All in all I agree that the concept of the movie was not so great. I saw the Malayalam version “how old are you?”

    Liked by 1 person

  2. Very true, Priya! As I said in the start, it all hangs on the choices women make & how much support is there.

    For many in my gen, career has taken a back seat because of the choices either we made or were available to us. Fortunately things have changed  and it is now possible to have a balance.

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  3. Well written Anu! My response is a long one.. 🙂

    Yes, we have compromised & sacrificed a lot for our family in terms of our careers, leaving behind the comfort zones – parents’ place, moving countries etc..

    I am one of those working women who has self-worth issues. Yes, I have made the choice of having children; letting my career take a back seat. Yet, like many, I expected (still do) to be acknowledged & appreciated. All the practicality i have fails me there.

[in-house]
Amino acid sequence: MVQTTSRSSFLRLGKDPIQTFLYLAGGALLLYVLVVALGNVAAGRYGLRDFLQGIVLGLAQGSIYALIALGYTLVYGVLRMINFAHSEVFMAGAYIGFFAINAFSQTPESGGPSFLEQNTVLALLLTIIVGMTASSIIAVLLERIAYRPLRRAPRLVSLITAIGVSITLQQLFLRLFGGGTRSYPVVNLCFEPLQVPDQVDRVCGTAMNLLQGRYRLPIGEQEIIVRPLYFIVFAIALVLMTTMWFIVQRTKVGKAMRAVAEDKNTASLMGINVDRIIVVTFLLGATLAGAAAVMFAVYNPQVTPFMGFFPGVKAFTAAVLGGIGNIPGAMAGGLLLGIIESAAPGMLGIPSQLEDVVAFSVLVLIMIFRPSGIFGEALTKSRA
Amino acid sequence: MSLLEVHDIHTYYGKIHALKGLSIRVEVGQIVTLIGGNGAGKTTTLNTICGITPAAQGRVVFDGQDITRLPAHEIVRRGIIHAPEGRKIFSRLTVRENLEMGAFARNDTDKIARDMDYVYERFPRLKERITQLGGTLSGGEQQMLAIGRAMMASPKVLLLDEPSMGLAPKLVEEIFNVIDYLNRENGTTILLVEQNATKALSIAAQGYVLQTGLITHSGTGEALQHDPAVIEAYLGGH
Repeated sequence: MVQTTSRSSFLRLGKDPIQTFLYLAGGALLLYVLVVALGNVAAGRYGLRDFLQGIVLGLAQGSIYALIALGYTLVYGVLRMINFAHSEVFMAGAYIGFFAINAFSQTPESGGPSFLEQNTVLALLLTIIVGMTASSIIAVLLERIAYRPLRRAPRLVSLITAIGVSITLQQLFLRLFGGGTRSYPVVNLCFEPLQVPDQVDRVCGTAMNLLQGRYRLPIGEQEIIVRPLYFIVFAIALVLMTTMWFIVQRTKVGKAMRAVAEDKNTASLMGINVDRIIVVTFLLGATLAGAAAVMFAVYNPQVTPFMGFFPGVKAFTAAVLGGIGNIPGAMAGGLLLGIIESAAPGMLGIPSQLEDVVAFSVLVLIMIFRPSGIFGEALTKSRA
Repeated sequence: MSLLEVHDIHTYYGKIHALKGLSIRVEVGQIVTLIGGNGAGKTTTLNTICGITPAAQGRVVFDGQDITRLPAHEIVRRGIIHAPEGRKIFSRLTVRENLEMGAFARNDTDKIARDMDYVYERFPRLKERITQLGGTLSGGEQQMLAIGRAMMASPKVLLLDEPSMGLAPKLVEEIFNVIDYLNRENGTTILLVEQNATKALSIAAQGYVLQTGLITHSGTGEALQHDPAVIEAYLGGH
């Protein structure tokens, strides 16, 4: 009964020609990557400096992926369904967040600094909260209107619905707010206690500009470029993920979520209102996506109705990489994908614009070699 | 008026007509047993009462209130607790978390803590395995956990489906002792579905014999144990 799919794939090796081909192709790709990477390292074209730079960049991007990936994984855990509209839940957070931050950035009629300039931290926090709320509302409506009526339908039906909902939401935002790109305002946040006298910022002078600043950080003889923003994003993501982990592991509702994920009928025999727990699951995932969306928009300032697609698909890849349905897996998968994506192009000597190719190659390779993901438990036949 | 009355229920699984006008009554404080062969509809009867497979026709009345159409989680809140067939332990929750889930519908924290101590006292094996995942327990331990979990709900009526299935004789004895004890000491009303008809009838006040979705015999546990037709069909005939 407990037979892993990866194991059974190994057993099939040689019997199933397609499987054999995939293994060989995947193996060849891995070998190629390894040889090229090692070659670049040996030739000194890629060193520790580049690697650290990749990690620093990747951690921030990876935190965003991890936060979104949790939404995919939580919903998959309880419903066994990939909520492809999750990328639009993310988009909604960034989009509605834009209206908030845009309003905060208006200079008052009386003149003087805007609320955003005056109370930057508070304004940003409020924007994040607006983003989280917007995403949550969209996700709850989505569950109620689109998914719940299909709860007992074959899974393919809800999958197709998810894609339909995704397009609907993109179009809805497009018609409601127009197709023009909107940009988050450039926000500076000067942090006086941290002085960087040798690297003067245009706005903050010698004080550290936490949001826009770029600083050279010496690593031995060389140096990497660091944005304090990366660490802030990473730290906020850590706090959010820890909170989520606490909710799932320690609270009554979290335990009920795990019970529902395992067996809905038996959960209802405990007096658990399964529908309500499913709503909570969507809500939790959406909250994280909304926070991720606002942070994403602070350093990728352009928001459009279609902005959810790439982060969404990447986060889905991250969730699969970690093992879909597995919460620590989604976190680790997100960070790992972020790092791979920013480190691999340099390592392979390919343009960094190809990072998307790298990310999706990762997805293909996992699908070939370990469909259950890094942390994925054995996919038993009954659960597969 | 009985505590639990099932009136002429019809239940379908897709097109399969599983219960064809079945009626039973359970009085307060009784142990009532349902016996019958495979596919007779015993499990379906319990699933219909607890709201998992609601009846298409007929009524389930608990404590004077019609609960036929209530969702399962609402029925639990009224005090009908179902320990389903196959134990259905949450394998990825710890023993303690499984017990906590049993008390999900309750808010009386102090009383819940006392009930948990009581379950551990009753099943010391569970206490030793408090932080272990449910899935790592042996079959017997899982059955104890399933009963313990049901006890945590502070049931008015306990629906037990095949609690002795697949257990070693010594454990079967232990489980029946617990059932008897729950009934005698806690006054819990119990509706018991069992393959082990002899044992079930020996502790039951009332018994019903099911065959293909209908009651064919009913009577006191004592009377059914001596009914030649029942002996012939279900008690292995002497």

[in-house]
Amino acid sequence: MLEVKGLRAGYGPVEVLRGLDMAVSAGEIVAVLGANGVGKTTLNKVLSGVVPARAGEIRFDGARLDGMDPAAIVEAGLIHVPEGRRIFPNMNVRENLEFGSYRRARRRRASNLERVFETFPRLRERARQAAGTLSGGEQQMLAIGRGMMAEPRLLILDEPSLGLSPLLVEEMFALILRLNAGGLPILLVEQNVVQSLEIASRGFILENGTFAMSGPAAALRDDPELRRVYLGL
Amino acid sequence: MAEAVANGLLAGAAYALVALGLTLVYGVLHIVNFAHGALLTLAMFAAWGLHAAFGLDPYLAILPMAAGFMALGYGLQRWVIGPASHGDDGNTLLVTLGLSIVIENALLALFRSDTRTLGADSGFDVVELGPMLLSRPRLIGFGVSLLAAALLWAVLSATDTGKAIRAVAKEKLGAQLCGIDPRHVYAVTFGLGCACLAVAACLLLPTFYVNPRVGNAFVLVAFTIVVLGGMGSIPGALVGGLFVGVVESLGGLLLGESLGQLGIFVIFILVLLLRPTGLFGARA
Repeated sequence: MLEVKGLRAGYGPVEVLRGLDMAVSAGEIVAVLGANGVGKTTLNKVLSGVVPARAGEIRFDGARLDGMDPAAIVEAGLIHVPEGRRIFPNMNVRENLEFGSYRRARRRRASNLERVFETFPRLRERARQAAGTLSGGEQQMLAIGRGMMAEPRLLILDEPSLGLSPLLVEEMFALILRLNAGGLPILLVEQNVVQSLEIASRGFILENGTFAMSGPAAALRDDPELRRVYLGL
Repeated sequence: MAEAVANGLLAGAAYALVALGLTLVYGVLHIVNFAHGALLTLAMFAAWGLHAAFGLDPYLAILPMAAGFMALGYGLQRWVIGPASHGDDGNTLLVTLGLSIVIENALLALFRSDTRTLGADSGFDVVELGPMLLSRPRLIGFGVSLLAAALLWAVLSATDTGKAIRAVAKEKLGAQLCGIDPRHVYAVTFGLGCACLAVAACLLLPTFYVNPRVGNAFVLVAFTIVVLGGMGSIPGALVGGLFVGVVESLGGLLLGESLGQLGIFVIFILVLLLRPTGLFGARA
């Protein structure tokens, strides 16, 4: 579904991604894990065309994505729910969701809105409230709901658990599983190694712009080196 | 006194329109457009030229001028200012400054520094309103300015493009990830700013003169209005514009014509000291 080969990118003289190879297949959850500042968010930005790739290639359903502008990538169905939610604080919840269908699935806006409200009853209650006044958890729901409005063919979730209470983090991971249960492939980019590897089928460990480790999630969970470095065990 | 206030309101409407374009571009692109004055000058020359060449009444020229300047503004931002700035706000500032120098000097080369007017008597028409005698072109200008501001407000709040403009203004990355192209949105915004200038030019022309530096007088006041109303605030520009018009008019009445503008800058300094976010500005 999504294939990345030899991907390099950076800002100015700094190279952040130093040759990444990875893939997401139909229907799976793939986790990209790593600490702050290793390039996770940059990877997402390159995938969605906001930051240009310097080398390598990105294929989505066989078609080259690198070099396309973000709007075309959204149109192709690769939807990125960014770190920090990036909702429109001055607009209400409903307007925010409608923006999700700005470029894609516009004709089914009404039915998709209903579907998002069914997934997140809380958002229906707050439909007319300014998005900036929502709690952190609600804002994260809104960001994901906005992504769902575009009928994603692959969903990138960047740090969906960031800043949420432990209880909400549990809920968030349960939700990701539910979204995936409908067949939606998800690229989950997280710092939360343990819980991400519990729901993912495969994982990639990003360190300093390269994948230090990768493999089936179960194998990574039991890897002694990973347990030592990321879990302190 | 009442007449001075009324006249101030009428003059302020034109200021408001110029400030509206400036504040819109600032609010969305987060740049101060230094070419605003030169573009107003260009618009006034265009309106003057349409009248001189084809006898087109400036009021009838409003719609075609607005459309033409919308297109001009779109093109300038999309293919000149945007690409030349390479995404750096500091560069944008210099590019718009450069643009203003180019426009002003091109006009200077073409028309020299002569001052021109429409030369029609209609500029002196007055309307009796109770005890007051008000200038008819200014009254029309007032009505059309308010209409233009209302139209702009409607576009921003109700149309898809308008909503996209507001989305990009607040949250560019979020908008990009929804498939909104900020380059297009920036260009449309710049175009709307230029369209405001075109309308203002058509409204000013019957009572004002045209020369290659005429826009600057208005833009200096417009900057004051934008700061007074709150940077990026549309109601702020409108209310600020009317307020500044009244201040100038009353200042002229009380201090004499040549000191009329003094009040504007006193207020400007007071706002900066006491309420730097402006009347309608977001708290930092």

Our generation of Indian women, especially those who have migrated, have faced these on varying degrees. Could this be due to us being young, with little or no exposure? There are many highly educated, brilliant women whose husbands have frequent travels as part of their work. They have totally sacrificed their careers for their families. I have even higher regards for them.

    Also, you mentioned about the lack of acknowledgement, empathy, appreciation from husband & or children. Yes, we all feel at some stage, in fact, some more than the others. When we point out or demand appreciation, it comes out as crass &/or needy.

    Our generation still has commitments taking care of the elderly parents or in-laws. It will not be the case for the future generations – one, they have better exposure; two, they may not take care of parents, in-laws; three, they are capable of making their choices & most likely not have regrets;

    To answer couple of your questions:
    Does the time that has passed come back? Can you then start afresh??